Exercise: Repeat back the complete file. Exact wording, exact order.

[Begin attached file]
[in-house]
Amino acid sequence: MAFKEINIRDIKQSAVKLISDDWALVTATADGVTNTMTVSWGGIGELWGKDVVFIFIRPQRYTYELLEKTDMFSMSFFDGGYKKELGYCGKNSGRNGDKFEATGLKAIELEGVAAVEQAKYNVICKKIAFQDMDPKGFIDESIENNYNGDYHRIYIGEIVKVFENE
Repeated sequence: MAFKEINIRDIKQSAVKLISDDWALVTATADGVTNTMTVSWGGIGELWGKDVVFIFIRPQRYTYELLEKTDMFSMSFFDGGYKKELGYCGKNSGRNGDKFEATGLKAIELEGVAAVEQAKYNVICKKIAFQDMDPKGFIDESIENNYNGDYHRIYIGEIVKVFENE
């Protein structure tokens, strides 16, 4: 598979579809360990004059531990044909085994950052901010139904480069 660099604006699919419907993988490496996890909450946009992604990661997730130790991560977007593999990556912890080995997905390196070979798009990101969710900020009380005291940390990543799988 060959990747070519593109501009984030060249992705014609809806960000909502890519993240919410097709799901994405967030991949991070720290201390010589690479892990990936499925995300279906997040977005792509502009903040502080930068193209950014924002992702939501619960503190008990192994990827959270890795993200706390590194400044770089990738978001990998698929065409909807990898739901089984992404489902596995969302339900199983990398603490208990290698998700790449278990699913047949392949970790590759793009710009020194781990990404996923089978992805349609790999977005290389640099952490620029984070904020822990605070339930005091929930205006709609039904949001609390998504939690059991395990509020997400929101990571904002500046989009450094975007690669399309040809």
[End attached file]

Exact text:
[in-house]
Amino acid sequence: MAFKEINIRDIKQSAVKLISDDWALVTATADGVTNTMTVSWGGIGELWGKDVVFIFIRPQRYTYELLEKTDMFSMSFFDGGYKKELGYCGKNSGRNGDKFEATGLKAIELEGVAAVEQAKYNVICKKIAFQDMDPKGFIDESIENNYNGDYHRIYIGEIVKVFENE
Repeated sequence: MAFKEINIRDIKQSAVKLISDDWALVTATADGVTNTMTVSWGGIGELWGKDVVFIFIRPQRYTYELLEKTDMFSMSFFDGGYKKELGYCGKNSGRNGDKFEATGLKAIELEGVAAVEQAKYNVICKKIAFQDMDPKGFIDESIENNYNGDYHRIYIGEIVKVFENE
């Protein structure tokens, strides 16, 4: 598979579809360990004059531990044909085994950052901010139904480069 660099604006699919419907993988490496996890909450946009992604990661997730130790991560977007593999990556912890080995997905390196070979798009990101969710900020009380005291940390990543799988 060959990747070519593109501009984030060249992705014609809806960000909502890519993240919410097709799901994405967030991949991070720290201390010589690479892990990936499925995300279906997040977005792509502009903040502080930068193209950014924002992702939501619960503190008990192994990827959270890795993200706390590194400044770089990738978001990998698929065409909807990898739901089984992404489902596995969302339900199983990398603490208990290698998700790449278990699913047949392949970790590759793009710009020194781990990404996923089978992805349609790999977005290389640099952490620029984070904020822990605070339930005091929930205006709609039904949001609390998504939690059991395990509020997400929101990571904002500046989009450094975007690669399309040809």